Half of the brokers in our survey are still digesting megamergers that were forged during the financial crisis two years ago. Wells Fargo is the furthest along this path. It bought Wachovia, which included a full-service brokerage, and those clients already have a new website, along with brokerage statements that ranked among the best in independent surveys. The wheel of fortune didn't favor the firm's stock pickers, though; its model portfolio came in last in a 2010 ranking of brokers by the research firm Zack's, trailing the S&P 500 by seven percentage points. The company says emphasizing energy stocks early last year hurt its performance.
UBS drops slightly because of its website, which third party research group Corporate Insight found lacking.
Toll-free number: (800) 354-9103
2010 ranking: #3
Number of Brokers: 6,800
Number of Branches: 300
Noteworthy: Clear broker account statements
Things have calmed down somewhat at the U.S. arm of this Swiss financial giant. After selling 56 U.S. branches to Stifel Financial two years ago, the head count and number of branches was relatively steady last year. Still, the firm has some ground to make up on the technology side: Corporate Insight panned its website, finding its navigation and keyword search lacking. Jason Chandler, a managing director for private wealth management at UBS, says many of the firm's financial advisers have their own sites from which customers can link to their account information. The firm gets good marks in customer satisfaction, and the financial research firm Dalbar says its brokerage statements are clear and intuitive.
5. Merrill Lynch
Merrill moved up one notch because it had by far the best stock picking in 2010. However, it didn't rank higher because it ranked last in Forrester's survey of "customer trust."
Headquarters: New York
Toll-free number: (800) MERRILL (637-7455)
2010 ranking: #6
Number of Brokers: 13,900
Number of Branches: 700
Noteworthy: Ranks last in client trust.
After Bank of America scooped up Merrill Lynch in early 2009, hundreds of brokers left, prompting the firm to go on a hiring spree last year. And some clients are clearly wary of all the changes. In a poll by Forrester Research, two out of three Merrill Lynch customers disagreed with the statement "My financial provider does what's best for me, not just its own bottom line." John Thiel, the cohead of private wealth management, says Merrill's internal surveys show greater customer satisfaction. One thing clients could trust last year was the firm's stock picking: Merrill trounced all the other full-service firms in our survey, beating the market by eight percentage points.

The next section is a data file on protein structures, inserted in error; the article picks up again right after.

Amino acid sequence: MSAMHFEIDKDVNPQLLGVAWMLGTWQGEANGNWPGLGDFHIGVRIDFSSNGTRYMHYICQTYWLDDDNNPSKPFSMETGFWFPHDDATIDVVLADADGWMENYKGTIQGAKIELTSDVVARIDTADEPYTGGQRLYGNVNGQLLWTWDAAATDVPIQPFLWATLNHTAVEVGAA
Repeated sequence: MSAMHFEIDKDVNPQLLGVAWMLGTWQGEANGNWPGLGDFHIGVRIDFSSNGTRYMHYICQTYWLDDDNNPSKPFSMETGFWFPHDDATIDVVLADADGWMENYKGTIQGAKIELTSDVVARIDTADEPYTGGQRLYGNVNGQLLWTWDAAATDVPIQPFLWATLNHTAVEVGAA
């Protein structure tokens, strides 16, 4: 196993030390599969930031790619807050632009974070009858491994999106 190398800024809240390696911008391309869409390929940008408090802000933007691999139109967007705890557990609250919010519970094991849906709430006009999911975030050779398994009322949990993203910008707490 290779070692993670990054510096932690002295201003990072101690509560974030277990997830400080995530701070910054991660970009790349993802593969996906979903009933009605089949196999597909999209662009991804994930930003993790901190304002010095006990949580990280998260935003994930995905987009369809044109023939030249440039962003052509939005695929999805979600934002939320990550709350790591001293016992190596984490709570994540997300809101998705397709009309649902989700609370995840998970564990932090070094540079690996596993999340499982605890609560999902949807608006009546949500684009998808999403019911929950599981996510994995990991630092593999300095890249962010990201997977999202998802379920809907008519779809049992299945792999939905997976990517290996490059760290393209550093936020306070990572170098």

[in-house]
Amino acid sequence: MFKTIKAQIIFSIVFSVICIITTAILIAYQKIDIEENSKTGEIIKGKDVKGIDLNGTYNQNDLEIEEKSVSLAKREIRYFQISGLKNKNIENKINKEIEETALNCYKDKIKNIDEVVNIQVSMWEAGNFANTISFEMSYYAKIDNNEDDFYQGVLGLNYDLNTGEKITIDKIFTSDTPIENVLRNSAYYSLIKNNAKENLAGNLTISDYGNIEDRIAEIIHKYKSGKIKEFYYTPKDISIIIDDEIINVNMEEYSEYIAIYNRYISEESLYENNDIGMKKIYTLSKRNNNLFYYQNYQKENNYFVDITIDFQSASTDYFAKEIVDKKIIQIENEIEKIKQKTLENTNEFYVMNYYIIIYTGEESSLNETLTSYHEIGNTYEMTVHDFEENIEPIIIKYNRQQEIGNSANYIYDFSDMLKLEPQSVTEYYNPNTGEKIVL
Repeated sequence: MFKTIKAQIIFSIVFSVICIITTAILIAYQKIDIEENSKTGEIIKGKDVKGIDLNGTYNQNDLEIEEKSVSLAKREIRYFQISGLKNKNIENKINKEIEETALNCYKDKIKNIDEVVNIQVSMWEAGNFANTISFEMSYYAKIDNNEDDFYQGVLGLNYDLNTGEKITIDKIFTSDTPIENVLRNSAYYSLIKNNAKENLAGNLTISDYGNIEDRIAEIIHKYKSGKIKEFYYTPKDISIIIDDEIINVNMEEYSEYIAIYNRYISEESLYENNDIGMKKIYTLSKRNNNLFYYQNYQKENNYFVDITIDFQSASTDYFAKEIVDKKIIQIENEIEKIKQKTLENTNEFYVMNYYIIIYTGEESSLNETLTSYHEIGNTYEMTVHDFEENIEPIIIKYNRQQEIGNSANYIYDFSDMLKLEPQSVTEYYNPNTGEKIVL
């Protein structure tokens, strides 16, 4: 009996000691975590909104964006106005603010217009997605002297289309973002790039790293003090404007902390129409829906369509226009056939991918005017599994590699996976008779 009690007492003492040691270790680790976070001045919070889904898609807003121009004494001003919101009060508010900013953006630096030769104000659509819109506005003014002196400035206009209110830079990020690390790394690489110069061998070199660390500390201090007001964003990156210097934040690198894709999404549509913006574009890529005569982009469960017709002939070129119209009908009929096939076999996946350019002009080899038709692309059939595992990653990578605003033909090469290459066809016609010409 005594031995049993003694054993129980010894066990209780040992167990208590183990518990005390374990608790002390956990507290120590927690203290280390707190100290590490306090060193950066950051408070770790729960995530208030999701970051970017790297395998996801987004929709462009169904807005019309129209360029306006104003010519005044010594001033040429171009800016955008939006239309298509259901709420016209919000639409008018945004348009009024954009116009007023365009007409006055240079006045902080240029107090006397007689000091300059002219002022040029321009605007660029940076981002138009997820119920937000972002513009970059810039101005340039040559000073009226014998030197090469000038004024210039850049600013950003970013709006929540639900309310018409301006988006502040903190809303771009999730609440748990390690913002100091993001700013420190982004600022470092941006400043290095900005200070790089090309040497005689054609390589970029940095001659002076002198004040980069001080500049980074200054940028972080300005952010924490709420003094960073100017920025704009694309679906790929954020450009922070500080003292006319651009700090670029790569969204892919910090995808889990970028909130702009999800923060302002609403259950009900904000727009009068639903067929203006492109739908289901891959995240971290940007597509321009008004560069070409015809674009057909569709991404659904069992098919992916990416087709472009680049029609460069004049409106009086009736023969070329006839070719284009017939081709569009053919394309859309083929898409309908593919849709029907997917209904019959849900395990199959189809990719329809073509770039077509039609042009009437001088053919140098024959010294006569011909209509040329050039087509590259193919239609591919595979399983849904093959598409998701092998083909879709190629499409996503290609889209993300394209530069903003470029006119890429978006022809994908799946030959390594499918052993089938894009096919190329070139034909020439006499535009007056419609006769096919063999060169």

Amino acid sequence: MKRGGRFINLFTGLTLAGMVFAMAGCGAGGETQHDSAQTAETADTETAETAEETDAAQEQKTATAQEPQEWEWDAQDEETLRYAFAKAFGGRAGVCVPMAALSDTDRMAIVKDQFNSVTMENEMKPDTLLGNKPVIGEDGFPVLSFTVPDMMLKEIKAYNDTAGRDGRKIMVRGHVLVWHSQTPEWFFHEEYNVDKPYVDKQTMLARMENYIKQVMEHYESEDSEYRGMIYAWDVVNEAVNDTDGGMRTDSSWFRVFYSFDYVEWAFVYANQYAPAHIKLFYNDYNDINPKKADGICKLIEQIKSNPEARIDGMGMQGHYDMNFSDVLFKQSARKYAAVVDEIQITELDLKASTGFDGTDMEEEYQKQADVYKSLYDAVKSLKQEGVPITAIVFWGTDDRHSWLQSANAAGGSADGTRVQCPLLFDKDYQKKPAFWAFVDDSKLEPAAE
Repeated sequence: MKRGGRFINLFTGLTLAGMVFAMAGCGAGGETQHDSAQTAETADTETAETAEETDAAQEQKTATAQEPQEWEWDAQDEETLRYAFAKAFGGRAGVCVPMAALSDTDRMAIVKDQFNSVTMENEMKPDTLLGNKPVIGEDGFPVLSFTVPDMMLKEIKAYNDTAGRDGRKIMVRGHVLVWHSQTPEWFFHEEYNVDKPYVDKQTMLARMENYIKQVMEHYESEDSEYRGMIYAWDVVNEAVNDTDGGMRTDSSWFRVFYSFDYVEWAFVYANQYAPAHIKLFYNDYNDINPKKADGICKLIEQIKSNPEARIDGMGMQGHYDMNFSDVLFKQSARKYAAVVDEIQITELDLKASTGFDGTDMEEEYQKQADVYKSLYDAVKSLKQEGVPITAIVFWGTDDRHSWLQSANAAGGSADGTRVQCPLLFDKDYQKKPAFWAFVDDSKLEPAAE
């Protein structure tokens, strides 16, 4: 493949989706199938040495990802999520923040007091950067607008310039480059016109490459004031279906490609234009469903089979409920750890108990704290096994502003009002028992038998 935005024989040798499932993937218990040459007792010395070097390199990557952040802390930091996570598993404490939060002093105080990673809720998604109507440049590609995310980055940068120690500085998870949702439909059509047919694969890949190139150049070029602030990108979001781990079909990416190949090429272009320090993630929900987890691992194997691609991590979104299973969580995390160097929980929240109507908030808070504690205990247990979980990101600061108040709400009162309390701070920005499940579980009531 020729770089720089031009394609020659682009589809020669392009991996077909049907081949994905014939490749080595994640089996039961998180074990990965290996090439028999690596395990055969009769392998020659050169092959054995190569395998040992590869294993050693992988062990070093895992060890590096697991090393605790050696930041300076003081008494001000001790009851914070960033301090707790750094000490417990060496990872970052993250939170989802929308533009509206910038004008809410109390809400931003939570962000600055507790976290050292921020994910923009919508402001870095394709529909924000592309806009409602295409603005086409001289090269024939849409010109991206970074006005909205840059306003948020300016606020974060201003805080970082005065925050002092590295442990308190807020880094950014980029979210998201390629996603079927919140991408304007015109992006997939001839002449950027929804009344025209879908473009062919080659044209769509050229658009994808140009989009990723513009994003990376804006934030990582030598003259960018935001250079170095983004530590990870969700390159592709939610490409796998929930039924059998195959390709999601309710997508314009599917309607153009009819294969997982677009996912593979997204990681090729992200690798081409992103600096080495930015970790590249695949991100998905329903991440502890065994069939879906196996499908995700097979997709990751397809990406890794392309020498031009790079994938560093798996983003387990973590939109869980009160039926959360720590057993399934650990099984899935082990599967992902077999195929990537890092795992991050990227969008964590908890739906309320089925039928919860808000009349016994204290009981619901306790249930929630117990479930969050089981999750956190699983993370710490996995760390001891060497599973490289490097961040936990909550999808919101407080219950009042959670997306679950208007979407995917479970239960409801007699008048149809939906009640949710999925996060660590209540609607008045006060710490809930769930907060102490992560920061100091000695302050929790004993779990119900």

6. Morgan Stanley Smith Barney
Morgan Stanley Smith Barney moved down two notches because it lags all of the other firms that made mega-mergers two years ago in integrating its customer service, Web site and brokerage statements. It also ranked last among the full service firms in our survey in stock picking last year.
Headquarters: New York
Toll-free number:( 888) 932-6772
2010 ranking: #4
Number of Brokers: 18,000
Number of Branches: 900
Noteworthy: Stock picking fell short.
After Morgan Stanley bought Smith Barney from Citigroup two years ago, thousands of brokers left the combined firm; last year the company closed nearly 100 branches. Craig Pfeiffer, the broker's marketing chief, says the closures were due to the firm's effort to consolidate branches after the merger. The broker's stock picks also underperformed the S&P 500 last year, though Pfeiffer says the recommendations from its global investment committee do well against a broader range of indexes. As the merger continues, the company does have strengths to build on: Reviewers give high marks to the separate Morgan Stanley and Smith Barney websites.